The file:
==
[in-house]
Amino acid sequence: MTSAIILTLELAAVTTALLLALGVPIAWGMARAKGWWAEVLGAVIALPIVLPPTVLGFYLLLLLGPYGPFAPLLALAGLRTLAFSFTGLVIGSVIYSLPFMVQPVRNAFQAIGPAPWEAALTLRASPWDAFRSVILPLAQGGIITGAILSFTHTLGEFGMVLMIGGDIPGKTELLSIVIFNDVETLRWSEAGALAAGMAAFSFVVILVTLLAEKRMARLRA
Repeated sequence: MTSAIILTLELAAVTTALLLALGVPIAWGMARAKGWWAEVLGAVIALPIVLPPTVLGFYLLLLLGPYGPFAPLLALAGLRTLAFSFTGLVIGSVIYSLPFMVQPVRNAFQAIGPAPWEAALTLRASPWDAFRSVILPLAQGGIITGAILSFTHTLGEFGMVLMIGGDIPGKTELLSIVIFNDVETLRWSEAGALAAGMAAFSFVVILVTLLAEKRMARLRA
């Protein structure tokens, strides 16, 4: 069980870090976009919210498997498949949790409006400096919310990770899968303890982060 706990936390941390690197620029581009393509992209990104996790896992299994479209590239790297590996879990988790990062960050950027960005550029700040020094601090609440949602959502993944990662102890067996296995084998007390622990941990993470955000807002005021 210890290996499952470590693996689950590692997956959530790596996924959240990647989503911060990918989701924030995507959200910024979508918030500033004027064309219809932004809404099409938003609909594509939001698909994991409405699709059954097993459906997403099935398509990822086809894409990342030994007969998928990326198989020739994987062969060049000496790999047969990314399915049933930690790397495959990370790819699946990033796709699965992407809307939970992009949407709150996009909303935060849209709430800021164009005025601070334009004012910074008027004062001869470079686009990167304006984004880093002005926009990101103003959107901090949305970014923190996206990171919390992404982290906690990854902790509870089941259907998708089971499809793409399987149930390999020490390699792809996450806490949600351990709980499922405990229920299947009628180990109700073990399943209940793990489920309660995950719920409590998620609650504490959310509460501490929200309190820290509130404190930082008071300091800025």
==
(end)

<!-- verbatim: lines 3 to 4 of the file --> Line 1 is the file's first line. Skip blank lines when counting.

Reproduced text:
Repeated sequence: MTSAIILTLELAAVTTALLLALGVPIAWGMARAKGWWAEVLGAVIALPIVLPPTVLGFYLLLLLGPYGPFAPLLALAGLRTLAFSFTGLVIGSVIYSLPFMVQPVRNAFQAIGPAPWEAALTLRASPWDAFRSVILPLAQGGIITGAILSFTHTLGEFGMVLMIGGDIPGKTELLSIVIFNDVETLRWSEAGALAAGMAAFSFVVILVTLLAEKRMARLRA
């Protein structure tokens, strides 16, 4: 069980870090976009919210498997498949949790409006400096919310990770899968303890982060 706990936390941390690197620029581009393509992209990104996790896992299994479209590239790297590996879990988790990062960050950027960005550029700040020094601090609440949602959502993944990662102890067996296995084998007390622990941990993470955000807002005021 210890290996499952470590693996689950590692997956959530790596996924959240990647989503911060990918989701924030995507959200910024979508918030500033004027064309219809932004809404099409938003609909594509939001698909994991409405699709059954097993459906997403099935398509990822086809894409990342030994007969998928990326198989020739994987062969060049000496790999047969990314399915049933930690790397495959990370790819699946990033796709699965992407809307939970992009949407709150996009909303935060849209709430800021164009005025601070334009004012910074008027004062001869470079686009990167304006984004880093002005926009990101103003959107901090949305970014923190996206990171919390992404982290906690990854902790509870089941259907998708089971499809793409399987149930390999020490390699792809996450806490949600351990709980499922405990229920299947009628180990109700073990399943209940793990489920309660995950719920409590998620609650504490959310509460501490929200309190820290509130404190930082008071300091800025």